Students were filled with stress in the days before and after class registration this year as they tried to secure a spot in their courses. Even after registration closed, many were stuck anxiously awaiting override requests to be accepted.
I was no exception to this stress — 15 minutes before my registration time was to begin, only six of the 21 spring courses offered by the English department were left open. Last spring, I declared my English major, and I had hoped to take more than one department course this upcoming semester. While six courses would still allow me to enroll in a class from the English department, my options were further limited as some of the remaining courses I had either taken previously, or they conflicted with another course I needed to take.
Confusion outweighed my frustration — why were there so few spots left in the English department? I quickly noticed a trend in the courses that were filling up — they all counted for the Writing in Context (WRI) requirement which is part of the 2008 General Education (GE) curriculum. Students on the 2008 GE system are required to take four WRI credits in addition to First-Year Writing. With the new Ole Core Curriculum, students only take three writing credits — First-Year Experience: Writing in Rhetoric, Writing Across the Curriculum, and Writing in the Major. The class of 2025 is the first class to follow the Ole Core, but the classes of 2023 and 2024 were given the option to switch to Ole Core. Despite this option, many ’23 and ’24 students, including myself, have decided to stay on the 2008 GE system to avoid overcomplication in transferring the GE credits. In turn, WRI credits continue to be high in demand.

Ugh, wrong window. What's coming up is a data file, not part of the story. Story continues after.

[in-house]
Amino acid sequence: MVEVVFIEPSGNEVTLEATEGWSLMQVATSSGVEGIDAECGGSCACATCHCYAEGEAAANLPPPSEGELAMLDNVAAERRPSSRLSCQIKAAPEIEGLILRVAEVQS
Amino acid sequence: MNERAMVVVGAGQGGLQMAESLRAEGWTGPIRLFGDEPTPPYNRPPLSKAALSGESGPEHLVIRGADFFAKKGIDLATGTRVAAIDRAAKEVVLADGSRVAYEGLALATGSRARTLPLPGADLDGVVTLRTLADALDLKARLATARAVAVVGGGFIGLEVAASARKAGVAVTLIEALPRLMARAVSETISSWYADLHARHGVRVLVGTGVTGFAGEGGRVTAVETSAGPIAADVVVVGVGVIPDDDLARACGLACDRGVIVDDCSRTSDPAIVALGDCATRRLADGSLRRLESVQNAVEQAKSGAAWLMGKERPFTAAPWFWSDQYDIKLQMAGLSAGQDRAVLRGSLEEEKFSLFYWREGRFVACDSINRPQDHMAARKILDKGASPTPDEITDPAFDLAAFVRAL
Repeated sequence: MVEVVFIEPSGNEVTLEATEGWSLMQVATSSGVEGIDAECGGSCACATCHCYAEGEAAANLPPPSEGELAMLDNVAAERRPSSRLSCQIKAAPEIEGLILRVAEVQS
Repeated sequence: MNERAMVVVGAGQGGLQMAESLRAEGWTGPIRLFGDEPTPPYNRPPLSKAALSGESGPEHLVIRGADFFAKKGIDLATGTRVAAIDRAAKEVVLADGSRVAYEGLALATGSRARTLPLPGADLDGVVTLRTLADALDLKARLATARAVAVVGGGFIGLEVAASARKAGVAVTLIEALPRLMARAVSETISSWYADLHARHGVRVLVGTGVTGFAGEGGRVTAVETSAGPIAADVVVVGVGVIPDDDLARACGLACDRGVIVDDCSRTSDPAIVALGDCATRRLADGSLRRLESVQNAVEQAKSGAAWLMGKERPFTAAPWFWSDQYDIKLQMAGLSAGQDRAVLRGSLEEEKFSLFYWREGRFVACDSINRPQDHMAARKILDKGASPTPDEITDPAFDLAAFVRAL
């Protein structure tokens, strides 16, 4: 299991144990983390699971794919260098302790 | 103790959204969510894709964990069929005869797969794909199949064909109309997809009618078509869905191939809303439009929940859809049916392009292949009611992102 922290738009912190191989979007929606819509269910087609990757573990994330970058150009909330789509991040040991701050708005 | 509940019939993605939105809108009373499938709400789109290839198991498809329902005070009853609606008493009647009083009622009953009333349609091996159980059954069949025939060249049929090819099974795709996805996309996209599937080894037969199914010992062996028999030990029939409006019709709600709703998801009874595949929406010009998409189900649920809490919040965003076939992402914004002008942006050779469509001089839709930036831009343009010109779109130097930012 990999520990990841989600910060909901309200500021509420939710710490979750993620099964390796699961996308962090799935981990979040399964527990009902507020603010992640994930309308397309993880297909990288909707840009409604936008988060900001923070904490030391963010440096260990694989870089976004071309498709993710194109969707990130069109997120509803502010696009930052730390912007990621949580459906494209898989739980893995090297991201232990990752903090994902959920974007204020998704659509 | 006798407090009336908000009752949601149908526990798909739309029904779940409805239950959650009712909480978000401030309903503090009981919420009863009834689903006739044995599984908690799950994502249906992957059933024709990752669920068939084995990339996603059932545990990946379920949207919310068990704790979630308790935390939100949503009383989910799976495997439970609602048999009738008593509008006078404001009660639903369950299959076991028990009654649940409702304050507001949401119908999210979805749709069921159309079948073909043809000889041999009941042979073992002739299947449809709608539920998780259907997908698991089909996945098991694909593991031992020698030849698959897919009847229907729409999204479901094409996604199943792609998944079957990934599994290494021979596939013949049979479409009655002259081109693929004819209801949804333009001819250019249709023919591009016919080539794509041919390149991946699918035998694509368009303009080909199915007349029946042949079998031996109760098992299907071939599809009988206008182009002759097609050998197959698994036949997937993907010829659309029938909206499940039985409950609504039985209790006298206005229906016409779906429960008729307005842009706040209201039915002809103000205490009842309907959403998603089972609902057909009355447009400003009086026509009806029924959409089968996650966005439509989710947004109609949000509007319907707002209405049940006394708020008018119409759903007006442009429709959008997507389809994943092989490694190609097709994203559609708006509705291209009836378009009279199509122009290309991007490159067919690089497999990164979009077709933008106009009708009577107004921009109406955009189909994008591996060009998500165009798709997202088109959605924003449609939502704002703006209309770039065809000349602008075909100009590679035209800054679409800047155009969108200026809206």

In contrast to the majority of the 2008 GE requirements, WRI credits are most often found in upper-level courses. The exception? Classes in the English department. Almost all English courses provide a WRI credit and/or the Artistic and Literary Studies: Literary Studies (ALS-L) credit. These courses also need fewer prerequisites than other WRI courses, only requiring the completion of a First-Year Writing course. Thus, seniors and juniors who are hoping to finish off their WRI credits tend to lean towards the English courses. The order of spring registration is by seniority, so by the time sophomore or junior year English majors register, classes they were hoping to take are filled up.
The English major requirements are less strict than those of other majors, so the department encourages majors to use their elective courses to form a specialized focus within their degree. This specialization is near impossible if you are unable to explore the different literary genres in your sophomore and junior years.
English courses are valuable to all students, no matter the major. They improve communication and writing skills, benefiting students in their future careers or education. The 2008 GE curriculum’s WRI credits encourage students to take English courses, causing a limited amount of seating options for English majors of lower class status. Ole Core’s writing credits will better prepare non-English majors for their future careers, while also allowing English majors to have more course enrollment options. These benefits will be most apparent in a few years.
Ainsley Francis is from
Her major is English.